Playing Reaction’s Game

To build up and emphasize, as the Communist party and the Socialist party are doing, a large-scale campaign to curb the Supreme Court plays into the hands of reaction. It is not that the demand to curb the court is in itself wrong. Indeed, it would be on the whole a gain if it were accomplished. The Court is an additional barrier against even partial immediate demands of the masses – as the Schechter and AAA decisions in their “restrictive” interpretations of the “interstate commerce” and “general welfare” clauses, interpretations which can be applied directly against any social security or public works acts – serve to bring out.

Nevertheless, such a parliamentary demand as the curbing of the Supreme Court should have only a minor and secondary place in the agitation and practical program of a revolutionary working-class party. Otherwise it serves to disorient and deceive the masses, and to turn them aside from more important tasks. It is the business of the revolutionary party not to foster but to smash parliamentary illusions; not to suggest the possibility of reforming the bourgeois state, but to make clear, in the living experience of the masses, the necessity for destroying that state and of setting up in its place a new state, the workers’ state. The prime reason why a revolutionary party enters into parliamentary campaigns is to bring its own full revolutionary program openly before the masses. Its parliamentary representatives sit not to win “victories” for the workers in Congress or the Courts – which, even on the smallest scale, is increasingly illusory in the decline of capitalism – but to expose the inner workings of the bourgeois state machinery before the eyes of the masses. Revolutionists utilize bourgeois parliamentarism as one means for destroying bourgeois parliamentarism.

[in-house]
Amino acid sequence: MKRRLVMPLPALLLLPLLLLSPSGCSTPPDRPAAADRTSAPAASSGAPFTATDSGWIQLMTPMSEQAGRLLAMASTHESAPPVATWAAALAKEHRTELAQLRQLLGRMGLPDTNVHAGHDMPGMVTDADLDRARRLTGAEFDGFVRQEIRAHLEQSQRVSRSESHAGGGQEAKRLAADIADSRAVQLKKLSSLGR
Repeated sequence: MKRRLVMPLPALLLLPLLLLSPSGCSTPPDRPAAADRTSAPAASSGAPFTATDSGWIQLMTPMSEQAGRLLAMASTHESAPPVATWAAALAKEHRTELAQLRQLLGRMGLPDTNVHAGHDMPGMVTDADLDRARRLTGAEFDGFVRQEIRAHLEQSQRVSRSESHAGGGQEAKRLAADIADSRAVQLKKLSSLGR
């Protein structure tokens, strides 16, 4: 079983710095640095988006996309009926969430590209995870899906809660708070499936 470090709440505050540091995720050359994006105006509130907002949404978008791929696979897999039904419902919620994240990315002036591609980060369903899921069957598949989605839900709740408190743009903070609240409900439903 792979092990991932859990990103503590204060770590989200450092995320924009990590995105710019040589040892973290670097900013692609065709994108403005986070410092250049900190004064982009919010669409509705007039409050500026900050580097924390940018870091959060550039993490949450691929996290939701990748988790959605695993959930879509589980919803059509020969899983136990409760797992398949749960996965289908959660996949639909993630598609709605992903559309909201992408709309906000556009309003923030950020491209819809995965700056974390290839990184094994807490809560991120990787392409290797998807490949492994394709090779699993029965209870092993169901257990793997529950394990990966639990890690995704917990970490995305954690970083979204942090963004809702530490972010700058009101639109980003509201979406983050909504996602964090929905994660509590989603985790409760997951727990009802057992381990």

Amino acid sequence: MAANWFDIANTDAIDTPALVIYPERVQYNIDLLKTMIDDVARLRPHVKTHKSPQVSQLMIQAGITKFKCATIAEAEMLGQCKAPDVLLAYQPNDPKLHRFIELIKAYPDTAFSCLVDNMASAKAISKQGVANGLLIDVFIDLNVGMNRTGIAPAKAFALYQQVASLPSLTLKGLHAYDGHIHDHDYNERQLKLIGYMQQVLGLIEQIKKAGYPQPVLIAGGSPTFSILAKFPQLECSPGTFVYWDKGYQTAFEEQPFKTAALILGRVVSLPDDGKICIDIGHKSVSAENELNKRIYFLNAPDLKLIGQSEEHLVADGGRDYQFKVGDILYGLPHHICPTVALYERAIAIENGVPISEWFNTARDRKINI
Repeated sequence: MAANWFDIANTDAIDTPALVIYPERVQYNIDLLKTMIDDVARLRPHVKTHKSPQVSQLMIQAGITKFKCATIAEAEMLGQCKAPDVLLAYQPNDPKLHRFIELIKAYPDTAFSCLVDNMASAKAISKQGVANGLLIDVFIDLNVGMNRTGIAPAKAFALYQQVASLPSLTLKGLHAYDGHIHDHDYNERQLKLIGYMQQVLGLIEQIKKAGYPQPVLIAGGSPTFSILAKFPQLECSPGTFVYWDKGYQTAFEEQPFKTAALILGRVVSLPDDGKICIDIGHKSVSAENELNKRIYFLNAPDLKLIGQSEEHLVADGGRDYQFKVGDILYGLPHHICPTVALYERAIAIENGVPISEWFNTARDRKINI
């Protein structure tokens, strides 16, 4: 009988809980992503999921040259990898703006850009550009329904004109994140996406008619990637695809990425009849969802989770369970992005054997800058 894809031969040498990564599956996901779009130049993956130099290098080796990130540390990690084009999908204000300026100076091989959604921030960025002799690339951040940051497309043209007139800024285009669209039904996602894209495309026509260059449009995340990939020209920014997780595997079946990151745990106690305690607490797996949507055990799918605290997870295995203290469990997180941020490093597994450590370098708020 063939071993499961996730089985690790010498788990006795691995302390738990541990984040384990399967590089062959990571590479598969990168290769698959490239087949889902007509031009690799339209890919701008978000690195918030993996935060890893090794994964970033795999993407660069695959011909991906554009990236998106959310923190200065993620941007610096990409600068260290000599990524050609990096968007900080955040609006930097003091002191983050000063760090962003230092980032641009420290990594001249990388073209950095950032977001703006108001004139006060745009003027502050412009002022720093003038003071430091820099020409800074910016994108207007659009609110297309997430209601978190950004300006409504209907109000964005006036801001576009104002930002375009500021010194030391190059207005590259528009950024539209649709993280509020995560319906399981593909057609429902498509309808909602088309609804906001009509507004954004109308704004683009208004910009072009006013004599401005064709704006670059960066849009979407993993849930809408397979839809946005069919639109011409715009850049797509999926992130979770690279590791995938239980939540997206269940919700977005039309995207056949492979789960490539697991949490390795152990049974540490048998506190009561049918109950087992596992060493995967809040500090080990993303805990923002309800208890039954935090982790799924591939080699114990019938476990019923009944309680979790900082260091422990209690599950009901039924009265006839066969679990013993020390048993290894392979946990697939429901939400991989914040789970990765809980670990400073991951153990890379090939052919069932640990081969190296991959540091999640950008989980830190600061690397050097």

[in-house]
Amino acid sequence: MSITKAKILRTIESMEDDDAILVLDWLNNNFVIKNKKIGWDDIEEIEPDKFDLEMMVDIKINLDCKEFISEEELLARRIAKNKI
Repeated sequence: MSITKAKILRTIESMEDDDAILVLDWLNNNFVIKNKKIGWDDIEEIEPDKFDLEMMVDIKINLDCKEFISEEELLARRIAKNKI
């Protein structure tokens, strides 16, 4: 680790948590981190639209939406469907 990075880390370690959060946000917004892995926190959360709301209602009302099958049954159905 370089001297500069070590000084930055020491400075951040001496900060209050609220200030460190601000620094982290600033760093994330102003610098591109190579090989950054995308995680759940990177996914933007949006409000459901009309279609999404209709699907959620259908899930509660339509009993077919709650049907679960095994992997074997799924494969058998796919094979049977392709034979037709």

Parliamentary Activity Supplementary

Parliamentary activity of all kinds must remain only supplementary to the basic work of promoting and strengthening the basic organizations of the masses. The poor farmers must look first not to Congress and the Supreme Court but to their unions, cooperatives, leagues, and demonstrations, for benefits and relief. The workers will have the “right” to organize when they take that right through the independent strength of their trade unions, and cease expecting it to be handed down from on high by “favorable decisions.” The one effective “curb” of the Supreme Court is, precisely, – the organized strength of the masses.

The real business of the revolutionary party is the organization of the working class and its allies for the conquest of power. Every immediate demand, every particular campaign, is correct, is justified,only so far as, in its historical implications, it aids in this central task; and is on every occasion to be condemned insofar as it turns the class aside from the road to power.